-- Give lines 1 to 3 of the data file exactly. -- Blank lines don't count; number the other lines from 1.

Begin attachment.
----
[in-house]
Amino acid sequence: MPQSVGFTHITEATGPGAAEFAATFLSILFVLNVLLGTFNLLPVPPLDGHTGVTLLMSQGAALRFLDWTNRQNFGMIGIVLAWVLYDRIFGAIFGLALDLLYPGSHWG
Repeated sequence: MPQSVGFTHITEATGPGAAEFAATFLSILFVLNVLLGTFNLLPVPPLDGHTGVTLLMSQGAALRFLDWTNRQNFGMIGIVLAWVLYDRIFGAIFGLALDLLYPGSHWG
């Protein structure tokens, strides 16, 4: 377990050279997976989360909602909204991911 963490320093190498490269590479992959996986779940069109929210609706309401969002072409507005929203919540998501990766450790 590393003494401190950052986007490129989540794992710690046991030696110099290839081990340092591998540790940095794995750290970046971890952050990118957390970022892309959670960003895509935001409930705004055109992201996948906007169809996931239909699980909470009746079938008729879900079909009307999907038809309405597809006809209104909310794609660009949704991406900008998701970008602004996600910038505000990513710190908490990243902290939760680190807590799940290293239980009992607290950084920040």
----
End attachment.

[in-house]
Amino acid sequence: MPQSVGFTHITEATGPGAAEFAATFLSILFVLNVLLGTFNLLPVPPLDGHTGVTLLMSQGAALRFLDWTNRQNFGMIGIVLAWVLYDRIFGAIFGLALDLLYPGSHWG
Repeated sequence: MPQSVGFTHITEATGPGAAEFAATFLSILFVLNVLLGTFNLLPVPPLDGHTGVTLLMSQGAALRFLDWTNRQNFGMIGIVLAWVLYDRIFGAIFGLALDLLYPGSHWG